// The loop should only execute one iteration in the common case.
var p []runtime.StackRecord
n, ok := fetch(nil)
for {
// Allocate room for a slightly bigger profile,
// in case a few more entries have been added
// since the call to ThreadProfile.
p = make([]runtime.StackRecord, n+10)
n, ok = fetch(p)
if ok {
p = p[0:n]
break
}
// Profile grew; try again.
}
return printCountProfile(w, debug, name, runtimeProfile(p))
}
type runtimeProfile []runtime.StackRecord
func (p runtimeProfile) Len() int { return len(p) }
func (p runtimeProfile) Stack(i int) []uintptr { return p[i].Stack() }
var cpu struct {
sync.Mutex
profiling bool
done chan bool
}
// StartCPUProfile enables CPU profiling for the current process.
// While profiling, the profile will be buffered and written to w.
// StartCPUProfile returns an error if profiling is already enabled.
//
// On Unix-like systems, StartCPUProfile does not work by default for
// Go code built with -buildmode=c-archive or -buildmode=c-shared.
// StartCPUProfile relies on the SIGPROF signal, but that signal will
// be delivered to the main program's SIGPROF signal handler (if any)
// not to the one used by Go. To make it work, call os/signal.Notify
// for syscall.SIGPROF, but note that doing so may break any profiling
// being done by the main program.
func StartCPUProfile(w io.Writer) error {
// The runtime routines allow a variable profiling rate,
// but in practice operating systems cannot trigger signals
// at more than about 500 Hz, and our processing of the
// signal is not cheap (mostly getting the stack trace).
// 100 Hz is a reasonable choice: it is frequent enough to
// produce useful data, rare enough not to bog down the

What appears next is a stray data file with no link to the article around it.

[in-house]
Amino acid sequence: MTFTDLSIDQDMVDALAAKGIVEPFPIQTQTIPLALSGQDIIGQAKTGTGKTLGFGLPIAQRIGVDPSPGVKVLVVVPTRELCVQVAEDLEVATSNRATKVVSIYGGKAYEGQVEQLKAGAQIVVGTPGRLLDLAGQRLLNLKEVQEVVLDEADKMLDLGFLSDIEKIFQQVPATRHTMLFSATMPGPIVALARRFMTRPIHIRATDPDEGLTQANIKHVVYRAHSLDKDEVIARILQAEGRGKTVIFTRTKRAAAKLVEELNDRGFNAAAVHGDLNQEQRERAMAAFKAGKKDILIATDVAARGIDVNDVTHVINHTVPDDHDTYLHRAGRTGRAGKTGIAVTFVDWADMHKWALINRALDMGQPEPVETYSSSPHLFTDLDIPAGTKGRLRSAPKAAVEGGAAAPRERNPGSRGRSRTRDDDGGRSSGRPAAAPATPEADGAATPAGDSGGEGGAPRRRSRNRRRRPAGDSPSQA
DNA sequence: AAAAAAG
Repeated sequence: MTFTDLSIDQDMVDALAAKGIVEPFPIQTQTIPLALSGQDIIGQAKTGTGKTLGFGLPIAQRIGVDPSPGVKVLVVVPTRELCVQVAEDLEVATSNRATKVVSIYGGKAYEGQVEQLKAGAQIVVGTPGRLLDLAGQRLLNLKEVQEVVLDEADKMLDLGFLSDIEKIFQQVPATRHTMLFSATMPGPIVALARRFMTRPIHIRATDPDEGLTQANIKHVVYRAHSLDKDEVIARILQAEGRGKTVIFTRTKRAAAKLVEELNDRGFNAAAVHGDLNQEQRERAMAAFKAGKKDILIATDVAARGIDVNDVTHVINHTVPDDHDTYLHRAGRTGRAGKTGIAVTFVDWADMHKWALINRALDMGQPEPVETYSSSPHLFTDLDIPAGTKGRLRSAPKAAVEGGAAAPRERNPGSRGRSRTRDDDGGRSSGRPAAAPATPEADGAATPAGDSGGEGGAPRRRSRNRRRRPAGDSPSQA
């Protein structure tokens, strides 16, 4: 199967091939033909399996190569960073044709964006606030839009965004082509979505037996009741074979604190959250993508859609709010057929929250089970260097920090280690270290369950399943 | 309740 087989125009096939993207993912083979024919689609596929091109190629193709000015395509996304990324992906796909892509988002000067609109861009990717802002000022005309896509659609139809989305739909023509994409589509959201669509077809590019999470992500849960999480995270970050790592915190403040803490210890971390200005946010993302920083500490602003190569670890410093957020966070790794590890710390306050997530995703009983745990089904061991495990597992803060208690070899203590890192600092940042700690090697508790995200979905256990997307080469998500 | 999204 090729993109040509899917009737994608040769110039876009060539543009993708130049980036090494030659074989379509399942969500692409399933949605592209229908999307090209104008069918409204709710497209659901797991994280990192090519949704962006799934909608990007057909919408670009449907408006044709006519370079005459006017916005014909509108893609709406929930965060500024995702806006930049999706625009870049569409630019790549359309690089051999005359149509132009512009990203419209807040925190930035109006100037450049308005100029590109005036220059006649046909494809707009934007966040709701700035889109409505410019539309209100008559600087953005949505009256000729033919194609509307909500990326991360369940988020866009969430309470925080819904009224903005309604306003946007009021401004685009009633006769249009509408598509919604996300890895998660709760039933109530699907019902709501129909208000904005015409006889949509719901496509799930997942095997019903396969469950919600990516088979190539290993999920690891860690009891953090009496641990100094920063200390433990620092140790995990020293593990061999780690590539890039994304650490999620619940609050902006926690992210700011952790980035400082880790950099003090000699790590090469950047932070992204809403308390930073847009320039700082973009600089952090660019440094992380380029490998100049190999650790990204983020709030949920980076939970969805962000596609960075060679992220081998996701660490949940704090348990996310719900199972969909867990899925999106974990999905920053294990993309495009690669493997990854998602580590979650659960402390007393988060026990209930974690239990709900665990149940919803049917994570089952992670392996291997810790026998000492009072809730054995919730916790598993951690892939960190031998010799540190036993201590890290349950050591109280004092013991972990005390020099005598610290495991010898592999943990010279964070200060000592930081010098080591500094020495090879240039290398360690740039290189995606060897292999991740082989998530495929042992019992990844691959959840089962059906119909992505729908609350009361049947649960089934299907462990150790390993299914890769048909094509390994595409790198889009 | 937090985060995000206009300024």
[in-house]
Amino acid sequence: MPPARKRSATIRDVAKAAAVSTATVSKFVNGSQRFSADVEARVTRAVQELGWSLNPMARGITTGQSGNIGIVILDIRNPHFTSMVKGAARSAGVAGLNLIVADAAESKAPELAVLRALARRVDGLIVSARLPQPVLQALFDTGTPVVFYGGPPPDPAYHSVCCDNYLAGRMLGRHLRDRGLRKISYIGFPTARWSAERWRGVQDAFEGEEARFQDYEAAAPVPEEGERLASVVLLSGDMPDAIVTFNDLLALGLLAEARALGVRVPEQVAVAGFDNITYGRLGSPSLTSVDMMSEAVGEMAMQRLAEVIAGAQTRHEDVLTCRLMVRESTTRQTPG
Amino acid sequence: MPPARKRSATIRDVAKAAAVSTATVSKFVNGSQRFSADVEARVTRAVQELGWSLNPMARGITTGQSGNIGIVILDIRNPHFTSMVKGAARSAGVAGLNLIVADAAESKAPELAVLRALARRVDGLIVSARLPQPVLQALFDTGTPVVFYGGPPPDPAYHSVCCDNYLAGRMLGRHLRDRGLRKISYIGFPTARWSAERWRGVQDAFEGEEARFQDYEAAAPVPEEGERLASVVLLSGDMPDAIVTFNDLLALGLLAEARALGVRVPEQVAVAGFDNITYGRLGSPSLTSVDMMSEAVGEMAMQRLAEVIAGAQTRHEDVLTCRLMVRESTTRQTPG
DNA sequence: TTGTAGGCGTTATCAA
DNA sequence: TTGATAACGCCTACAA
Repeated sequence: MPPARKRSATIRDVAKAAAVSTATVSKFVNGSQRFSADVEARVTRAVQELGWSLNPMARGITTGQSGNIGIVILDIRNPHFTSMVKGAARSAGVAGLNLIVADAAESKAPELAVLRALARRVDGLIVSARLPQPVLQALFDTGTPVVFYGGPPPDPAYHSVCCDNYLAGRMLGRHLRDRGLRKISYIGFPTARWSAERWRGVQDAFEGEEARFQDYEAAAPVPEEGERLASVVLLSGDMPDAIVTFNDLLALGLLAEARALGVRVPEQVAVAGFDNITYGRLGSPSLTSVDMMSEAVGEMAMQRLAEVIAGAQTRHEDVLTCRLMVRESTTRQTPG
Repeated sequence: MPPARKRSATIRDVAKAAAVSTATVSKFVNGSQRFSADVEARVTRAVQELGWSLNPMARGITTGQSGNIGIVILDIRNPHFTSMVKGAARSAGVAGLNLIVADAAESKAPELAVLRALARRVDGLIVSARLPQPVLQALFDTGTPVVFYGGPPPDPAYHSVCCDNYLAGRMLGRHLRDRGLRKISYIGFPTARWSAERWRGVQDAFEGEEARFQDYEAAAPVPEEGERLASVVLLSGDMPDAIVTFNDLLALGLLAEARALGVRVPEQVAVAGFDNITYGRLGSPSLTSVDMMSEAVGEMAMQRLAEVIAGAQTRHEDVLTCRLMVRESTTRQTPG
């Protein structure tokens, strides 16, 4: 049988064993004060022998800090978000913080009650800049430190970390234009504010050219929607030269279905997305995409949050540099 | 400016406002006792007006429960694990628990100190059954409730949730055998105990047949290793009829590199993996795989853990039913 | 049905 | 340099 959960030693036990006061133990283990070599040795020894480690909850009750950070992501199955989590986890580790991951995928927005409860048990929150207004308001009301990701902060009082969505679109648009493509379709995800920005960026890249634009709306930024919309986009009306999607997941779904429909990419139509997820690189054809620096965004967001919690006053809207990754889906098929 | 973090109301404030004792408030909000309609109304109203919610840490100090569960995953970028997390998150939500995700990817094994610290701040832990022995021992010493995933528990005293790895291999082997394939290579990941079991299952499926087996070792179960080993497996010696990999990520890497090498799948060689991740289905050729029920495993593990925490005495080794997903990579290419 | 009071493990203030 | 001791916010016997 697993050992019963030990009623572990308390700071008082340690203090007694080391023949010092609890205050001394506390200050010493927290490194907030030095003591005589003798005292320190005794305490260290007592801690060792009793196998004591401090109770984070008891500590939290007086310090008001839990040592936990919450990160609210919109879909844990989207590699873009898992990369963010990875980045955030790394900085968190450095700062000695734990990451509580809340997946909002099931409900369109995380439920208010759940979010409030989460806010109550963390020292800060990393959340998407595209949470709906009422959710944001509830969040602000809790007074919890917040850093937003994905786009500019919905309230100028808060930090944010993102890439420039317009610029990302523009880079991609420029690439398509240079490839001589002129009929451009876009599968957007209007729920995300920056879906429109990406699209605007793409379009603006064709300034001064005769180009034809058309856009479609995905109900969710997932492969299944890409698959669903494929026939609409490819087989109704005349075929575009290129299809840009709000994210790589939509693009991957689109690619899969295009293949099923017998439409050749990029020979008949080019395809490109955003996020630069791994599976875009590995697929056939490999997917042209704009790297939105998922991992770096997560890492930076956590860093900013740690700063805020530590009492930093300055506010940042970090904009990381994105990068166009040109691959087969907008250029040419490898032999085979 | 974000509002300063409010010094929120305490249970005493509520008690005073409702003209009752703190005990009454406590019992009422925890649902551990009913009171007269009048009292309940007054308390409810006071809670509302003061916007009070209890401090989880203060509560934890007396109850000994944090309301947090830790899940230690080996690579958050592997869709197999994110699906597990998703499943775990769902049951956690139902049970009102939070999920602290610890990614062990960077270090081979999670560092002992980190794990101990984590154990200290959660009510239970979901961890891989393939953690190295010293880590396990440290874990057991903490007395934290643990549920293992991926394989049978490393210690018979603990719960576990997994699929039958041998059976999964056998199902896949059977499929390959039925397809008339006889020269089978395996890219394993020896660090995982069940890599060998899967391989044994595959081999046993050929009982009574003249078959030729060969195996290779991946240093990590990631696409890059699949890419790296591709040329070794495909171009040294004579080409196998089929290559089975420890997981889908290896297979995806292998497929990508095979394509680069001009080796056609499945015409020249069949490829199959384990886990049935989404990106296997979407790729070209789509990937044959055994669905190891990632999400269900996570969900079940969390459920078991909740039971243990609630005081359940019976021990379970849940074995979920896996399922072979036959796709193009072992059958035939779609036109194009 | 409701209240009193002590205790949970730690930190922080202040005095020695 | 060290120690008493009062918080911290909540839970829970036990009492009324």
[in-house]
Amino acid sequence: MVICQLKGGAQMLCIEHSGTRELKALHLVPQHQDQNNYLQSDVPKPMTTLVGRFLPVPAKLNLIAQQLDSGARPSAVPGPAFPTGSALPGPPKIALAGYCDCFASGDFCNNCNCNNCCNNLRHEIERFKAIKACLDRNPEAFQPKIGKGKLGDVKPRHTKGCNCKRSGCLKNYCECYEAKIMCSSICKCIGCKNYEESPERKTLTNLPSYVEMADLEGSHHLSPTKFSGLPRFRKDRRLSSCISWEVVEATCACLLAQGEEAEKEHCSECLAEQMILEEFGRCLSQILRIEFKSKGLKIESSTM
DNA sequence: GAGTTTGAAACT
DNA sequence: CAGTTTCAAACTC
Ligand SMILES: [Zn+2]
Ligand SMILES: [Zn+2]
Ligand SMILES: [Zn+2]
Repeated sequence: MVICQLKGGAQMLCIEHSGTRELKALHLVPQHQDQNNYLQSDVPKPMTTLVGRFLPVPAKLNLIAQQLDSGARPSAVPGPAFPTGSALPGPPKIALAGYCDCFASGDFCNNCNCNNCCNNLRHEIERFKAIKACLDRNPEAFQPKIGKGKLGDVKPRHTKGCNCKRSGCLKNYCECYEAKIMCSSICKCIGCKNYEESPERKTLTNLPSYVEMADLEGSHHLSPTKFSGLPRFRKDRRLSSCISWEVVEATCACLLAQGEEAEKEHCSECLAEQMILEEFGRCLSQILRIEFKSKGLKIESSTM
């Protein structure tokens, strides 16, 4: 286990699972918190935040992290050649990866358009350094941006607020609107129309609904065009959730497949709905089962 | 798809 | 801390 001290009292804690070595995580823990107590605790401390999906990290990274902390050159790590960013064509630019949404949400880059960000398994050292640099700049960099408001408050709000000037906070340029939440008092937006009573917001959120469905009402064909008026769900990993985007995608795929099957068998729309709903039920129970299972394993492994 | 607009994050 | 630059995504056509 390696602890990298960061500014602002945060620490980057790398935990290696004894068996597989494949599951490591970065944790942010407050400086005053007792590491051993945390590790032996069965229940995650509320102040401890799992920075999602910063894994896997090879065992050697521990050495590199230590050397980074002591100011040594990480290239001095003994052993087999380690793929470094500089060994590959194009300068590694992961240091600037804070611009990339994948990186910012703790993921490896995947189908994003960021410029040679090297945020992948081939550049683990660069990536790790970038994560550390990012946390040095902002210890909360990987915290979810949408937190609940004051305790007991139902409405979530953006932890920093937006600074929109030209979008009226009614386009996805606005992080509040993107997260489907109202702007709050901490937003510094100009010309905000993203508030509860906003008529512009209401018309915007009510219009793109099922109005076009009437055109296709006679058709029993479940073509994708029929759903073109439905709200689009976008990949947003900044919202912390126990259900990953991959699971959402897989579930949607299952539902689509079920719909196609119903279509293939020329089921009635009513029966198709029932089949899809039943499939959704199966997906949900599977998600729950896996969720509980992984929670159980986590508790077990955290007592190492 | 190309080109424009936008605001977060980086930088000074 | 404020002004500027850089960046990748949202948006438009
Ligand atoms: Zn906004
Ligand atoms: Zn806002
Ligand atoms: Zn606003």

// system, and a nice round number to make it easy to
// convert sample counts to seconds. Instead of requiring
// each client to specify the frequency, we hard code it.
const hz = 100
cpu.Lock()
defer cpu.Unlock()
if cpu.done == nil {
cpu.done = make(chan bool)
}
// Double-check.
if cpu.profiling {
return fmt.Errorf("cpu profiling already in use")
}
cpu.profiling = true
runtime.SetCPUProfileRate(hz)
go profileWriter(w)
return nil
}
// readProfile, provided by the runtime, returns the next chunk of
// binary CPU profiling stack trace data, blocking until data is available.
// If profiling is turned off and all the profile data accumulated while it was
// on has been returned, readProfile returns eof=true.
// The caller must save the returned data and tags before calling readProfile again.
func readProfile() (data []uint64, tags []unsafe.Pointer, eof bool)
func profileWriter(w io.Writer) {
b := newProfileBuilder(w)
var err error
for {
time.Sleep(100 * time.Millisecond)
data, tags, eof := readProfile()
if e := b.addCPUData(data, tags); e != nil && err == nil {
err = e
}
if eof {
break
}
}
if err != nil {
// The runtime should never produce an invalid or truncated profile.
// It drops records that can't fit into its log buffers.
panic("runtime/pprof: converting profile: " + err.Error())